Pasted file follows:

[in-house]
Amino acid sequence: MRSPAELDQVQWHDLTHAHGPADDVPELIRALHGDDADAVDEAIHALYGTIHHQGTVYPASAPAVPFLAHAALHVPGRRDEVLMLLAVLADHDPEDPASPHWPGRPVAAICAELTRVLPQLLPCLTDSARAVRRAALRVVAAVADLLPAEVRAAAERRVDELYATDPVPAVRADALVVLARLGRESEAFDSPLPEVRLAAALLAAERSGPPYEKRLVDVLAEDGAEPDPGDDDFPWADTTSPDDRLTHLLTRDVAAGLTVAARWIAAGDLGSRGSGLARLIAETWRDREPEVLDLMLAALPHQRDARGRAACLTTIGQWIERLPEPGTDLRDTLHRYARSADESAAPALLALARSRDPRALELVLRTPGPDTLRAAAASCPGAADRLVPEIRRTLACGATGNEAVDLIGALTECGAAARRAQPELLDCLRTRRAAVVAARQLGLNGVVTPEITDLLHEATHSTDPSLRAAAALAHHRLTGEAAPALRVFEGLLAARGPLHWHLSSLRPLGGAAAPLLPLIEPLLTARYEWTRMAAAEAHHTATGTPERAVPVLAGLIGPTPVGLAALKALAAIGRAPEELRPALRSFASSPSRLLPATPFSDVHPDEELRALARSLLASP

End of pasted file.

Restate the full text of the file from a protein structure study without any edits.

[in-house]
Amino acid sequence: MRSPAELDQVQWHDLTHAHGPADDVPELIRALHGDDADAVDEAIHALYGTIHHQGTVYPASAPAVPFLAHAALHVPGRRDEVLMLLAVLADHDPEDPASPHWPGRPVAAICAELTRVLPQLLPCLTDSARAVRRAALRVVAAVADLLPAEVRAAAERRVDELYATDPVPAVRADALVVLARLGRESEAFDSPLPEVRLAAALLAAERSGPPYEKRLVDVLAEDGAEPDPGDDDFPWADTTSPDDRLTHLLTRDVAAGLTVAARWIAAGDLGSRGSGLARLIAETWRDREPEVLDLMLAALPHQRDARGRAACLTTIGQWIERLPEPGTDLRDTLHRYARSADESAAPALLALARSRDPRALELVLRTPGPDTLRAAAASCPGAADRLVPEIRRTLACGATGNEAVDLIGALTECGAAARRAQPELLDCLRTRRAAVVAARQLGLNGVVTPEITDLLHEATHSTDPSLRAAAALAHHRLTGEAAPALRVFEGLLAARGPLHWHLSSLRPLGGAAAPLLPLIEPLLTARYEWTRMAAAEAHHTATGTPERAVPVLAGLIGPTPVGLAALKALAAIGRAPEELRPALRSFASSPSRLLPATPFSDVHPDEELRALARSLLASP